Sell these things and give them to the poor demons who are in want of every good thing. Return the passions to the creators of the passions, and then you will have treasure, which is Christ, in your heaven, that is, in your mind which has been exalted above this world. For he who becomes like the heavenly One has heaven within himself.
It comes from Blessed Theophylact’s commentary on Matthew in regards to chapter 19 and the rich young ruler’s encounter with Jesus.
“LEAD US NOT INTO TEMPTATION, BUT DELIVER US FROM THE EVIL ONE”
I can think of few things as dangerous as a lack of forgiveness. Harboring a grudge completely destroys the soul. I wrote about this quite a bit in my last post, but in order to pray this part (lead us not into temptation…) in truth, the former phrase regarding forgiving others must be fully lived. We cannot even begin to pray if we have not forgiven everyone.
The Elder Porphyrios writes,
For Christ to enter within us when we invoke Him with the words ‘Lord Jesus Christ,’ our heart must be pure and free from all impediments. It must be devoid of hatred, egotism, and malice. We must love Him and He must love us…
On every occasion when something happens to you, place the blame on yourself. Pray with humility and don’t seek to justify yourself. If, for example, you find yourself the object of enmity, pray with love so that you pour love over the enmity. If you hear a slander against you, then pray and be careful, because the noise of murmurings shall not be hidden. The slightest murmuring against your neighbor affects your soul and you are unable to pray. When the Holy Spirit finds the soul in this state it does not dare to approach.”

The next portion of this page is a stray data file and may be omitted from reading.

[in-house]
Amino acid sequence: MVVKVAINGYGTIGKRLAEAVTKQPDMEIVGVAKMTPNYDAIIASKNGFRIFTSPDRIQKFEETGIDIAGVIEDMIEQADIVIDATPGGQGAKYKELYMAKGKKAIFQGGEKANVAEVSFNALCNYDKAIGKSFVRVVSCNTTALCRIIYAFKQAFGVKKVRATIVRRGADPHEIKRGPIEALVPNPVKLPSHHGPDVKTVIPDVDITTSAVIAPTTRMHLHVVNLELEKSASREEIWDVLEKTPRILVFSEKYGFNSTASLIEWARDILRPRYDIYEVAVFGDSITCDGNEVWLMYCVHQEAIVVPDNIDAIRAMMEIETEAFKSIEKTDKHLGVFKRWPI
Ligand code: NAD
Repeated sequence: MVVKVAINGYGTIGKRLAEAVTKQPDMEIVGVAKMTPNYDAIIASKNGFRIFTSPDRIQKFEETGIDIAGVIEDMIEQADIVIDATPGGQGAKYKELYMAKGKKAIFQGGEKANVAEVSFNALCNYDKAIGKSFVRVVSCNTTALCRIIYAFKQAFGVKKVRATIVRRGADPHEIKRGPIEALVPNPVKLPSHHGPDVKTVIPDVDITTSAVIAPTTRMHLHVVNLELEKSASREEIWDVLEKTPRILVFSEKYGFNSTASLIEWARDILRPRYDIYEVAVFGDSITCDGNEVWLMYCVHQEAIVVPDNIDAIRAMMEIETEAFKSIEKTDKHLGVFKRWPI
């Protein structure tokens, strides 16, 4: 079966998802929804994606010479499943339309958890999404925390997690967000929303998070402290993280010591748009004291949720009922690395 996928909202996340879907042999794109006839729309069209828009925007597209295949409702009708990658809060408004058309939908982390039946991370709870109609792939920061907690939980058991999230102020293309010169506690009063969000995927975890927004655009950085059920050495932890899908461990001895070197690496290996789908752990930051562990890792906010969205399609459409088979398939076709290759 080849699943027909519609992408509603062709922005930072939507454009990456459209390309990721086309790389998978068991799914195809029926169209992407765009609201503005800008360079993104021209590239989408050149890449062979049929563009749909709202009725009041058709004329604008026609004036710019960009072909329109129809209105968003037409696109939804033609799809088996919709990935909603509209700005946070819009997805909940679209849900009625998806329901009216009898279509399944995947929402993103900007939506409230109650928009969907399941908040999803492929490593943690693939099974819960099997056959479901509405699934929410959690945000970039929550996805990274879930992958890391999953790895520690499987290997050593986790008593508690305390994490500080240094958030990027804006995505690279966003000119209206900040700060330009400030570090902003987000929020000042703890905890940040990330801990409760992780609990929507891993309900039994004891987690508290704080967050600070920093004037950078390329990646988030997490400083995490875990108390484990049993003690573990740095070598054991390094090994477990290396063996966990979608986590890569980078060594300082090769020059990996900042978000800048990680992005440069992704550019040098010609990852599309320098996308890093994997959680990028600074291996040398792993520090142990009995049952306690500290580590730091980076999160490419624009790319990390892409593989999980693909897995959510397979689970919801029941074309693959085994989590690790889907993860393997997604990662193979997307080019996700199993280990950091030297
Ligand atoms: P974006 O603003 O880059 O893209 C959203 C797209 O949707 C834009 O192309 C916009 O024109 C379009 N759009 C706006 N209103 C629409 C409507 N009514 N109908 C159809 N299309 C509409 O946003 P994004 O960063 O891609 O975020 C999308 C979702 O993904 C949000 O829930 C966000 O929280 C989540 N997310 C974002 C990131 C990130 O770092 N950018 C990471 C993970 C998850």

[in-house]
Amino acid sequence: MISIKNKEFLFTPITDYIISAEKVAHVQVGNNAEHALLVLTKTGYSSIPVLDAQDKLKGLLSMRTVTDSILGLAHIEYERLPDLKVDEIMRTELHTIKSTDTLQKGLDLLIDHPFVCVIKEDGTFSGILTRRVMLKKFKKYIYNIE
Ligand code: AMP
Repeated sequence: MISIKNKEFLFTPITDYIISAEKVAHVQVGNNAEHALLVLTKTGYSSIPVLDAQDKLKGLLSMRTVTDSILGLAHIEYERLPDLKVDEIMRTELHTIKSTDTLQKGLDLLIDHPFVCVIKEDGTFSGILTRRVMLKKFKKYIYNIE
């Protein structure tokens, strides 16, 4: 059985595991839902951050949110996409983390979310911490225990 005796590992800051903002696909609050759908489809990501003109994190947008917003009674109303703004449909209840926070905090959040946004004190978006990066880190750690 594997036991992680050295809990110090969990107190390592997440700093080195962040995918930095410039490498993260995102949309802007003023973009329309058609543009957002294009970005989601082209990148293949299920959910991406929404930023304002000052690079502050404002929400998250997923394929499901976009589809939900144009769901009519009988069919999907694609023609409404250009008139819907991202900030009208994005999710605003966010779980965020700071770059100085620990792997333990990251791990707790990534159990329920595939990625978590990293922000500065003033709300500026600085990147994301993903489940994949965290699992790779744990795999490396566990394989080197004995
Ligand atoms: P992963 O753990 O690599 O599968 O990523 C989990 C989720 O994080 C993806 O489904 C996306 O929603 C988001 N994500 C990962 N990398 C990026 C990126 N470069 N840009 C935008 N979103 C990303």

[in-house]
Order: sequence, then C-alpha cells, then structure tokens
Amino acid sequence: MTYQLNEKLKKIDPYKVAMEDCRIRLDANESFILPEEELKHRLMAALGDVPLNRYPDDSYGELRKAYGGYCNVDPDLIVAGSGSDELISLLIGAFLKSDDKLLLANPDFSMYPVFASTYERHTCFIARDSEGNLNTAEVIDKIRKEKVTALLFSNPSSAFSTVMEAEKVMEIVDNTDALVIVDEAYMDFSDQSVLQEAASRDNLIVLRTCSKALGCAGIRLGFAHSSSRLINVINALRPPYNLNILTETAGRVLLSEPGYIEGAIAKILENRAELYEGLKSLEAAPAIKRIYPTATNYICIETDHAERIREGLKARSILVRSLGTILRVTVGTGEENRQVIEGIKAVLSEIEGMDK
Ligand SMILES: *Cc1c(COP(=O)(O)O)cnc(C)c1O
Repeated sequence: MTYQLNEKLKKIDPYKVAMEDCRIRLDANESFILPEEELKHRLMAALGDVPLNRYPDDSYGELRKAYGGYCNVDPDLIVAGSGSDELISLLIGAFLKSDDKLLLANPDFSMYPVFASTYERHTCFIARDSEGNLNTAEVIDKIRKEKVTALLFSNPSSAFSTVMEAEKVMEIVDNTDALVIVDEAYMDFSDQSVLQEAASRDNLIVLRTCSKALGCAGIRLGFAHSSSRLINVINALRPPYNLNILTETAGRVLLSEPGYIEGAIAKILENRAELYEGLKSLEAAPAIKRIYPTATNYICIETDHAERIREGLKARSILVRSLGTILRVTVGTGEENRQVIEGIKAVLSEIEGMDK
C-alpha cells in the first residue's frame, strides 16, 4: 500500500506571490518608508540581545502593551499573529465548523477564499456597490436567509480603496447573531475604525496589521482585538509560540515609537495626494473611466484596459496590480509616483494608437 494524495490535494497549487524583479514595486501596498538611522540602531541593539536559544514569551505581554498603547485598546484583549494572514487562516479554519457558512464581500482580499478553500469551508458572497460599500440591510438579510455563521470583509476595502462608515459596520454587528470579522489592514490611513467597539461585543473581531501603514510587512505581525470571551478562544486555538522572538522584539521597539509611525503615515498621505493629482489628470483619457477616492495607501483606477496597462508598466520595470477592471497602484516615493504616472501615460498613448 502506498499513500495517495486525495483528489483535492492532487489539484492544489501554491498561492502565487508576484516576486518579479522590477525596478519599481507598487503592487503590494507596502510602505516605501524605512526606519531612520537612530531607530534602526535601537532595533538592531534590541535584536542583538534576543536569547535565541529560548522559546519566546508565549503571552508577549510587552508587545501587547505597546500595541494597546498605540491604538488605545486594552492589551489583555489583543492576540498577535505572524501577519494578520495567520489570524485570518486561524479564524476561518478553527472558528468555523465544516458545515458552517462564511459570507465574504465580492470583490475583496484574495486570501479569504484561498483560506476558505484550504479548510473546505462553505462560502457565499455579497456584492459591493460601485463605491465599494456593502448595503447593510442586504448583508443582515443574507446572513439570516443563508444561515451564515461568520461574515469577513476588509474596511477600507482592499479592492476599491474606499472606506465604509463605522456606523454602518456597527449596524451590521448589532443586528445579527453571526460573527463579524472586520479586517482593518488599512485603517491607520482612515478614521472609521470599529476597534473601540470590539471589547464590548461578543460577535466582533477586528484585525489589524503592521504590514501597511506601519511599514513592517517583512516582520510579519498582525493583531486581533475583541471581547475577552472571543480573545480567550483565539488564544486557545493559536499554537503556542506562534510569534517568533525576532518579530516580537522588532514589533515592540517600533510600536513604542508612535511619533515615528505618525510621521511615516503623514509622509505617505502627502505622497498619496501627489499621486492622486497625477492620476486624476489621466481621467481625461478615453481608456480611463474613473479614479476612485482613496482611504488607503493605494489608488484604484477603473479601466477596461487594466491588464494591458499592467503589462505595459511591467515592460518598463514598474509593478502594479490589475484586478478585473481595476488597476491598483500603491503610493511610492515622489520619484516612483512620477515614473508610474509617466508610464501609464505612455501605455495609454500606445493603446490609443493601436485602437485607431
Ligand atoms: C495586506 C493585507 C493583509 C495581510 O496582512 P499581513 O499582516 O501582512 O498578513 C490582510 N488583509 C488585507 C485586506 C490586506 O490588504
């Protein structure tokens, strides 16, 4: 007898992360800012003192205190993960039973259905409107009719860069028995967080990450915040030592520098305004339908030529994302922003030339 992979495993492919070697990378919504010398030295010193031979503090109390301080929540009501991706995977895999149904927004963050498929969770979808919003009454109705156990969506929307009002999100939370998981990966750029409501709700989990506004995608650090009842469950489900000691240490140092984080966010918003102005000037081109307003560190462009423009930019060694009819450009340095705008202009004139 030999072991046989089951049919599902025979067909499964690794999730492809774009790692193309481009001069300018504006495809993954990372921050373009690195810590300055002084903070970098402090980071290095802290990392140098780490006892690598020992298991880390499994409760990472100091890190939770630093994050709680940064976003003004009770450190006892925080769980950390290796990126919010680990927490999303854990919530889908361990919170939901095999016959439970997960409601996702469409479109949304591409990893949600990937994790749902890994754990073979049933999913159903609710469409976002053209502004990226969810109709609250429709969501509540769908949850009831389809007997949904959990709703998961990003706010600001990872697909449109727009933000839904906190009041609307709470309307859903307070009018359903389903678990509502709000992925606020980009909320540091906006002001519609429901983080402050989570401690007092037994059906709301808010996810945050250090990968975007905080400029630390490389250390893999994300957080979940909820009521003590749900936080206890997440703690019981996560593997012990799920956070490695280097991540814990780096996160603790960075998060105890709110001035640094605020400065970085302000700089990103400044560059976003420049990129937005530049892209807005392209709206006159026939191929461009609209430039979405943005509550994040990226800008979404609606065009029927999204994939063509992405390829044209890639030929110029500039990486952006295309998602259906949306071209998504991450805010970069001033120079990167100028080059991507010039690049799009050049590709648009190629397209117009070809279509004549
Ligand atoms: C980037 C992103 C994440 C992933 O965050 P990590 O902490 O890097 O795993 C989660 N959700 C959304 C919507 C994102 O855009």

“FORGIVE US OUR DEBTS AS WE FORGIVE OUR DEBTORS”
Salvation is the therapeutic process of healing and oneness with Christ our God. We begin our journey toward God and healing with the first step of repentance. As a child taking their first steps excites parents, so too the angels and our Savior rejoice when we begin our baby steps in repentance.
As we mature, our steps become stronger and our strides take us further, but we never mature beyond taking steps. In the same way, we never mature past repentance. We do not reach a place on this side of heaven in which we no longer need to repent for wicked thoughts, words, and deeds. Rather, as we mature spiritually, we know ourselves more fully and our repentance deepens. Continue reading